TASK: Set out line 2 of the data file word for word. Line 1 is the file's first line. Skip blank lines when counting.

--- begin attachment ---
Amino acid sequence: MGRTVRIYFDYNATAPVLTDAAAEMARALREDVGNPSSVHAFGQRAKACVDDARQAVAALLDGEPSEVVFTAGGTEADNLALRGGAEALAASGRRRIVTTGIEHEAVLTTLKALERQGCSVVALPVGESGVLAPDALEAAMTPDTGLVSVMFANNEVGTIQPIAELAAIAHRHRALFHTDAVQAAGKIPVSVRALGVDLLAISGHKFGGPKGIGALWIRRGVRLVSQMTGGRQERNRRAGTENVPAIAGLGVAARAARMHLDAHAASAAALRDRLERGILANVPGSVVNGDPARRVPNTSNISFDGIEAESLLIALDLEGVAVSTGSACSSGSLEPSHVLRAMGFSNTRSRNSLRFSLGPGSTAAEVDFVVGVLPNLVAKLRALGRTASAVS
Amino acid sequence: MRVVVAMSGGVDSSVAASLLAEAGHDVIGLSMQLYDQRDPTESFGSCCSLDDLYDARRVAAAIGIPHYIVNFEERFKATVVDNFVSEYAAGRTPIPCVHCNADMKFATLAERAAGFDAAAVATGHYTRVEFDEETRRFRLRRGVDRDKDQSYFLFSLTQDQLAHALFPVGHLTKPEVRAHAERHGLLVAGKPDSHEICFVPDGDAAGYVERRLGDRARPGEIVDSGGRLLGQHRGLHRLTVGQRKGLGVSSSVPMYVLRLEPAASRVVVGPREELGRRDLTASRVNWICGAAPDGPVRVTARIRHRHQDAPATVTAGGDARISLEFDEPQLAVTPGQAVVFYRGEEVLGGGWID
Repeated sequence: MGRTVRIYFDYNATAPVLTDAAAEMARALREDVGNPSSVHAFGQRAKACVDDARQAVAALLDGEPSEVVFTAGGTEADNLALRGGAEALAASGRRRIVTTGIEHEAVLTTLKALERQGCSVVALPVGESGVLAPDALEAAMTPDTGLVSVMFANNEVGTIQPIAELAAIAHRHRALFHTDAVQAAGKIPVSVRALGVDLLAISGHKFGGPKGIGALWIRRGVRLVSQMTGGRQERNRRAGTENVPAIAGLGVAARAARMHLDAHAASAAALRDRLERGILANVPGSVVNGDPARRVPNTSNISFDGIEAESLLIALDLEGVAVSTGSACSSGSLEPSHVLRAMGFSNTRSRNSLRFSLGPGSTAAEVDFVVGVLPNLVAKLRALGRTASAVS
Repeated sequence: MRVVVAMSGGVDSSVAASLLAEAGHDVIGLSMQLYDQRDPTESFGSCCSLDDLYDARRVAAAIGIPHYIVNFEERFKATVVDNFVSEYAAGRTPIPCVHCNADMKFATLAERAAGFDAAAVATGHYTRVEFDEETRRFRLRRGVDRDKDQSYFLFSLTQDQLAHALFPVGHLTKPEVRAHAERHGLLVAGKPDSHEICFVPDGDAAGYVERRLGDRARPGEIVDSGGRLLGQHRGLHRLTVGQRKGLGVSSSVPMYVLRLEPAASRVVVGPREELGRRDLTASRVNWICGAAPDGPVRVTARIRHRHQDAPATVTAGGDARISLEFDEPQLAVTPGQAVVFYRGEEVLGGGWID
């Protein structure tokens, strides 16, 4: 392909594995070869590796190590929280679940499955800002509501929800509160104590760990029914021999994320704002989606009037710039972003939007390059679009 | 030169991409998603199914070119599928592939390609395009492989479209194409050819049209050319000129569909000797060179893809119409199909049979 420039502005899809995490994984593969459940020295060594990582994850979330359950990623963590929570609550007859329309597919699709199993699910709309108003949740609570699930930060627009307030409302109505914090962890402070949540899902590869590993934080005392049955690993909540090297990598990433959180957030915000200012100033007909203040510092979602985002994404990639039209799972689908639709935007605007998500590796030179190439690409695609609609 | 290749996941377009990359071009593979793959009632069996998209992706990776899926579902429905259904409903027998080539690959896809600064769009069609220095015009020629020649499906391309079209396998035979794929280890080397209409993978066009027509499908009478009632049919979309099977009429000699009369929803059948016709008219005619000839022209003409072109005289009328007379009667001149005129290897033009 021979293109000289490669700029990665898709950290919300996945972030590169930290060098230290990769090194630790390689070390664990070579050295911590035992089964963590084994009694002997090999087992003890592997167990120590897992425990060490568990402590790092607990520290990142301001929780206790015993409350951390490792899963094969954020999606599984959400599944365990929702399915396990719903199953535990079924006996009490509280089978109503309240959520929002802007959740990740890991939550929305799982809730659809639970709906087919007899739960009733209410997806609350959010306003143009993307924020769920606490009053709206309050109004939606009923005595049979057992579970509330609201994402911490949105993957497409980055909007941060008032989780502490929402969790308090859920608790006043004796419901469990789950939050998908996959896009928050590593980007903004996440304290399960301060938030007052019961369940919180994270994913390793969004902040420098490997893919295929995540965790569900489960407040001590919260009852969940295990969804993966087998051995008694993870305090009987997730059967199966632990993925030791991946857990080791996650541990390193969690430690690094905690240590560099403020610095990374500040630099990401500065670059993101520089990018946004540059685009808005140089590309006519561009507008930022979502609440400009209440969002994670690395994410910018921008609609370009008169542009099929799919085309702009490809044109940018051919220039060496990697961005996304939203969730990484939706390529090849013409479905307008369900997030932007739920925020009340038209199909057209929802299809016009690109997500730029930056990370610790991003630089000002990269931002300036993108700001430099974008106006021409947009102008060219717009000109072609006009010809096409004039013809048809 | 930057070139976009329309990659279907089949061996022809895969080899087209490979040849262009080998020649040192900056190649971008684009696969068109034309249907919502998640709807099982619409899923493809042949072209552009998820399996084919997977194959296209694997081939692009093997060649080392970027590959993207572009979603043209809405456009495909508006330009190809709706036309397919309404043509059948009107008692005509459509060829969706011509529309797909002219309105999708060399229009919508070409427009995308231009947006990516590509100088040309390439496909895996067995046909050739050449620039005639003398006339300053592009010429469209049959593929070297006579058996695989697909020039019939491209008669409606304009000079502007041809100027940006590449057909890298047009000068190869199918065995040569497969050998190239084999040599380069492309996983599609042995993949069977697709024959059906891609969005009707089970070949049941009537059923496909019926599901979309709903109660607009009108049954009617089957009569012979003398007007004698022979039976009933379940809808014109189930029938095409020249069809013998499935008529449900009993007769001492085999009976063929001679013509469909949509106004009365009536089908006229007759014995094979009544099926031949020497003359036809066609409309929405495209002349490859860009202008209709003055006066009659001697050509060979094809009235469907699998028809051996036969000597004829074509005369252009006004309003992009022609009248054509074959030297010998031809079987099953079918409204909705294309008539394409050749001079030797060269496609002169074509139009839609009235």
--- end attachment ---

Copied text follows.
Amino acid sequence: MRVVVAMSGGVDSSVAASLLAEAGHDVIGLSMQLYDQRDPTESFGSCCSLDDLYDARRVAAAIGIPHYIVNFEERFKATVVDNFVSEYAAGRTPIPCVHCNADMKFATLAERAAGFDAAAVATGHYTRVEFDEETRRFRLRRGVDRDKDQSYFLFSLTQDQLAHALFPVGHLTKPEVRAHAERHGLLVAGKPDSHEICFVPDGDAAGYVERRLGDRARPGEIVDSGGRLLGQHRGLHRLTVGQRKGLGVSSSVPMYVLRLEPAASRVVVGPREELGRRDLTASRVNWICGAAPDGPVRVTARIRHRHQDAPATVTAGGDARISLEFDEPQLAVTPGQAVVFYRGEEVLGGGWID